Originally Posted by NGH Do you mean that I run a RANS solution and then use the case and data file to start LES simulation?
Yes, exactly. It is just to provide a good initial guess the same way you would initialize a flow. It is better to initialize with a good guess than a bad one, especially for LES since it is expensive. Run a steady RANS, no need to waste resources with URANS. Relative to the cost of doing the LES, the RANS expense is a joke. You do not even need to solve it well, just solve it enough to have a flow that looks decent.

Quote:
 Originally Posted by NGH How do I introduce the perturbation that you are mentioning in FLUENT Ver 12? Thanks
Before you proceed, I would suggest checking your solution to see if you are having the prob of your flow remaining laminar first because the rest of my discussion may be unnecessary.

To my knowledge, this cannot be done in fluent (at least not through any feature in fluent). Maybe you can do some crazy UDF or something.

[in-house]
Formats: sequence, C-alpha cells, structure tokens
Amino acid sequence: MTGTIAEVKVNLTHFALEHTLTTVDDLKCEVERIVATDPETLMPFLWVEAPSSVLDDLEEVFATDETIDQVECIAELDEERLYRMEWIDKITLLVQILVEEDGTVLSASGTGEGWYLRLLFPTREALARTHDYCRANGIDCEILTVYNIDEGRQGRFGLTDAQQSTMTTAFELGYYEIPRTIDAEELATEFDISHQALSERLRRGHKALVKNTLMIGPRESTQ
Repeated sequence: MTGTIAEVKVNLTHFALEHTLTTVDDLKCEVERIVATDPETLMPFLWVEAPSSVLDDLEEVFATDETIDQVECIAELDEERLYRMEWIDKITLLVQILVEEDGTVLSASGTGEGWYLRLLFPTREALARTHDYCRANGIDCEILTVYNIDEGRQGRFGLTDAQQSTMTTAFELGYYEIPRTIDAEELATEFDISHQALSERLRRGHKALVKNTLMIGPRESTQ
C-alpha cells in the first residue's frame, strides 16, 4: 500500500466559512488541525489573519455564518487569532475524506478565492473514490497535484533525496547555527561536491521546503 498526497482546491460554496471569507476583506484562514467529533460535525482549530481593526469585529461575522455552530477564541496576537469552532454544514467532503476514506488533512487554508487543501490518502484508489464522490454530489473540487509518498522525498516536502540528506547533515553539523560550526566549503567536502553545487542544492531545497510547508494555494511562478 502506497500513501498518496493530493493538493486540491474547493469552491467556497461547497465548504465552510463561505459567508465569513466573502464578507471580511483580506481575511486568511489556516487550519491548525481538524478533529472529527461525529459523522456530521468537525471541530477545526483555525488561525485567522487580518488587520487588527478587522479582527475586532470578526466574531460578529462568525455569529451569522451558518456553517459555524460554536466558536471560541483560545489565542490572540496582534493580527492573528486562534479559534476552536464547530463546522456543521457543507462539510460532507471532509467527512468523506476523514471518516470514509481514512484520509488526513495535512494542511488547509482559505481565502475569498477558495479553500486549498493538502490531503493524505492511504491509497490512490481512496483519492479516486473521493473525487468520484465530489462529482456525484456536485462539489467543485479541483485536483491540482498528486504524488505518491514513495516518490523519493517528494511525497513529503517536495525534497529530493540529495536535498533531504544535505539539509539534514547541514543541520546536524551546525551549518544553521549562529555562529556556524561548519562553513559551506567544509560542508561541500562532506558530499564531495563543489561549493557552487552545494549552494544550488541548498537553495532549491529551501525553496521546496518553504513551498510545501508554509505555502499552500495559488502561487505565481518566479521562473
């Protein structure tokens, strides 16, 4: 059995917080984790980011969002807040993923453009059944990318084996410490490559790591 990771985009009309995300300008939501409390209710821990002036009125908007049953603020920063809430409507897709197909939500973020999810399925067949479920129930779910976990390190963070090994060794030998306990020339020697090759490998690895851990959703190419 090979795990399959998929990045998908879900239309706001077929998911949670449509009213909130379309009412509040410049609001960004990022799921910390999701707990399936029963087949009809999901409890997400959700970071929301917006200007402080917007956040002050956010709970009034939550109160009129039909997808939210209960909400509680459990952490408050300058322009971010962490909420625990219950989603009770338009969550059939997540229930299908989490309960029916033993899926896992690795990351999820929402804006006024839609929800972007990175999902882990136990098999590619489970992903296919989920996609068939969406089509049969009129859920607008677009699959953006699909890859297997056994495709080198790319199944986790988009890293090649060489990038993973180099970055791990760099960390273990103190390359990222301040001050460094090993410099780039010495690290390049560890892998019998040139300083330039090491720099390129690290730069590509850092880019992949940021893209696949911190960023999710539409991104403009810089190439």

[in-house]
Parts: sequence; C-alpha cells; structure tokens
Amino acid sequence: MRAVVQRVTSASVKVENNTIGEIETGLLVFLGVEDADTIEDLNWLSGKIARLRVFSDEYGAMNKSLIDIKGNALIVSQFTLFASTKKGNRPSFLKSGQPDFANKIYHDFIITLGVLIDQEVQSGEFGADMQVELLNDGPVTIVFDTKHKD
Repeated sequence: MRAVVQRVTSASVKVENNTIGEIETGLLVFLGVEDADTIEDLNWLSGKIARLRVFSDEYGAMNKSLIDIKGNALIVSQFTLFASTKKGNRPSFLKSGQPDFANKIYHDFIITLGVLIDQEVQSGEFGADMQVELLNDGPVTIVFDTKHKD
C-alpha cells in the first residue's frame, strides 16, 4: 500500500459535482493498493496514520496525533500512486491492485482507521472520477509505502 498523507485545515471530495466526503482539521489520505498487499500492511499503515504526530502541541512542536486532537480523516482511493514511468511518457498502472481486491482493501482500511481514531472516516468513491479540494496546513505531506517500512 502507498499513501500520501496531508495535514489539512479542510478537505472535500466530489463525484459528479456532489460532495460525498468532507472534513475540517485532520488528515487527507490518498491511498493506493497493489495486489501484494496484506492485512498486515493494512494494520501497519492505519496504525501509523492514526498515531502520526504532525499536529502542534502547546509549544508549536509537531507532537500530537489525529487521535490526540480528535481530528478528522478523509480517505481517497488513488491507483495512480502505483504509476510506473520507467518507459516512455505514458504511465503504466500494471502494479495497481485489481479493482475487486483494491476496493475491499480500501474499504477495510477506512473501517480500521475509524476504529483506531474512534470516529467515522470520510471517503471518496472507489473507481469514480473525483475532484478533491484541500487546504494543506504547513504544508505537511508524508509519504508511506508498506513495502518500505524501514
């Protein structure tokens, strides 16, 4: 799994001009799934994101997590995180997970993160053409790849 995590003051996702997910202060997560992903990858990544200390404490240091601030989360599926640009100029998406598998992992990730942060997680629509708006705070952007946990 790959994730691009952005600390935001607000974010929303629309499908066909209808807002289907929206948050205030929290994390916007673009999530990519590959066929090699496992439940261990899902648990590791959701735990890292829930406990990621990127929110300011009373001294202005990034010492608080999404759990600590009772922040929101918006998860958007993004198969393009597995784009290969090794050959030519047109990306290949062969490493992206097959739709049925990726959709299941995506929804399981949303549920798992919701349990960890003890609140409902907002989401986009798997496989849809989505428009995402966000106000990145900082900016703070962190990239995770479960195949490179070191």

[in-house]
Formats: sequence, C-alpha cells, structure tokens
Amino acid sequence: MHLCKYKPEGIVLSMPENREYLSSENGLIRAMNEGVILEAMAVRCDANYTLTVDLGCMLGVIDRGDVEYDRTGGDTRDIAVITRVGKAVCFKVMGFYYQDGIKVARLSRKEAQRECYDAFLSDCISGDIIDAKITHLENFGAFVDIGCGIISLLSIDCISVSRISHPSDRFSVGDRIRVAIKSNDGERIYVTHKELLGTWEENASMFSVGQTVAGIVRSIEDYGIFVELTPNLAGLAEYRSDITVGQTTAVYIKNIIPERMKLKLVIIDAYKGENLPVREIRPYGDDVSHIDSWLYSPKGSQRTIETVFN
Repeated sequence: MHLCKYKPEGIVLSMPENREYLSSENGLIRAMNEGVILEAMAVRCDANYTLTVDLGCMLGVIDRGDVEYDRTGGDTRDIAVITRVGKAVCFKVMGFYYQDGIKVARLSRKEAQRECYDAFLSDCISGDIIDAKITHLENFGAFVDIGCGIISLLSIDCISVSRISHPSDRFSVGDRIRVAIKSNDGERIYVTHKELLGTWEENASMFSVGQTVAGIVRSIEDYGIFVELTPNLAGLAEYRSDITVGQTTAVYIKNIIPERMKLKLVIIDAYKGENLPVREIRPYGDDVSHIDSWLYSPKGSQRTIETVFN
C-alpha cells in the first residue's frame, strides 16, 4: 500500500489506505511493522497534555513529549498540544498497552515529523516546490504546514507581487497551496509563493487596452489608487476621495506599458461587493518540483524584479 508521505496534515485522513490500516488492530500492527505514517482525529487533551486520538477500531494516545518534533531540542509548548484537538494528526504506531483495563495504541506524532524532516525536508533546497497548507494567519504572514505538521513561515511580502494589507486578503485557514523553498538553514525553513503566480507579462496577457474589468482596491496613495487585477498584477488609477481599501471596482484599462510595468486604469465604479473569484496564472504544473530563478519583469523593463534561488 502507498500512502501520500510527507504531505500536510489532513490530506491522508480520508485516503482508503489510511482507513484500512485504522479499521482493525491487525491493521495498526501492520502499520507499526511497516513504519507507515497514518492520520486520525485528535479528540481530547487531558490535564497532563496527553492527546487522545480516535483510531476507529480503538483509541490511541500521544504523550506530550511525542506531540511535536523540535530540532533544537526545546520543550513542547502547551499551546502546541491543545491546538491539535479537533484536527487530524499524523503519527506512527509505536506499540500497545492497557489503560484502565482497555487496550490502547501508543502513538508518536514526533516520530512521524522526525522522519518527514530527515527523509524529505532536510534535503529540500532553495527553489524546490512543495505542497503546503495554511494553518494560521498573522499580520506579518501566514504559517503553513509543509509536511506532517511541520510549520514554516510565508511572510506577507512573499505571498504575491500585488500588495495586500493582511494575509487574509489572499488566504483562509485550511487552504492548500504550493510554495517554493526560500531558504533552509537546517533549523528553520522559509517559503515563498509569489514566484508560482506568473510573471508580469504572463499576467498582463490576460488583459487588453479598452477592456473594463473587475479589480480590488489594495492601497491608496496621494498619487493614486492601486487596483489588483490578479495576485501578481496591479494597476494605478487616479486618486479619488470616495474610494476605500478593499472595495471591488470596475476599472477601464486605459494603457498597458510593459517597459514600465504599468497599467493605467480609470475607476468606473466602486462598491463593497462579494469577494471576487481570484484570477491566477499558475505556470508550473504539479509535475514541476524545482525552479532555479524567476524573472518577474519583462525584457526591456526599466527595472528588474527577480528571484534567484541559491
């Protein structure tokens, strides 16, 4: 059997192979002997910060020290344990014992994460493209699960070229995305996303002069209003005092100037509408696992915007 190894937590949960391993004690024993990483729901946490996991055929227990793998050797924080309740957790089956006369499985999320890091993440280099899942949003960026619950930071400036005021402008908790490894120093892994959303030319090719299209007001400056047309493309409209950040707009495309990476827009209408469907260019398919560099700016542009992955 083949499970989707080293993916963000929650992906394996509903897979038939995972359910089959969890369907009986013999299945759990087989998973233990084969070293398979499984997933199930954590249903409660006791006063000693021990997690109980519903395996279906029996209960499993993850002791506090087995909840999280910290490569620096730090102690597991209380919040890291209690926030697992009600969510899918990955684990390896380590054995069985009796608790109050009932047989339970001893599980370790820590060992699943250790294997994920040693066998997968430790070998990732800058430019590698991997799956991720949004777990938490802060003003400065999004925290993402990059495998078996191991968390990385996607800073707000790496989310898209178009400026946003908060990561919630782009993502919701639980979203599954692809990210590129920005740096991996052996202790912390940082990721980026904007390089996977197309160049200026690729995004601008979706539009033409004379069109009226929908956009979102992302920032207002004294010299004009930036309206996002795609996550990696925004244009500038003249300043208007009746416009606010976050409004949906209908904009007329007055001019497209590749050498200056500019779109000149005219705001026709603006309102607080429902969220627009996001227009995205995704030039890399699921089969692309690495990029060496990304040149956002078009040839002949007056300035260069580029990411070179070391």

I have always exported my solution data, and then wrote a program to slap random perturbations onto the solution. You can use MATLAB, C, Python, anything programming language that supports reading a text file pretty much. I then import the data into back into fluent and start running. =)

The perturbations should not be completely random, since that would add non-physical velocities. Again, this is all just to give the solver a very good initial guess, so you want very realistic instantaneous velocity distributions to start your LES.

A good way is add a gaussian-like perturbation (normal distribution), with standard deviation proportional to the turbulent kinetic energy (or turbulence intensity). Recall the definition of turbulent kinetic energy contains velocity fluctuations. Here is where it really helps to have already solved a RANS case. Using your favorite 2-eqn model or otherwise, you would already have solved for the turbulent kinetic energy and can use that for the perturbations. This is my own way of doing it (based on a method originally developed by Jewkes).

The perturbation step is not absolutely necessary. In some cases, the flow may become turbulent without the use of perturbations. Even when perturbations are added, in many cases it is very possible for the flow to relaminarize (also very common) if the perturbations are not done well enough. Again, only worry about all this if your flow is not capable of becoming turbulent on its own.

Last edited by LuckyTran; April 19, 2012 at 09:34.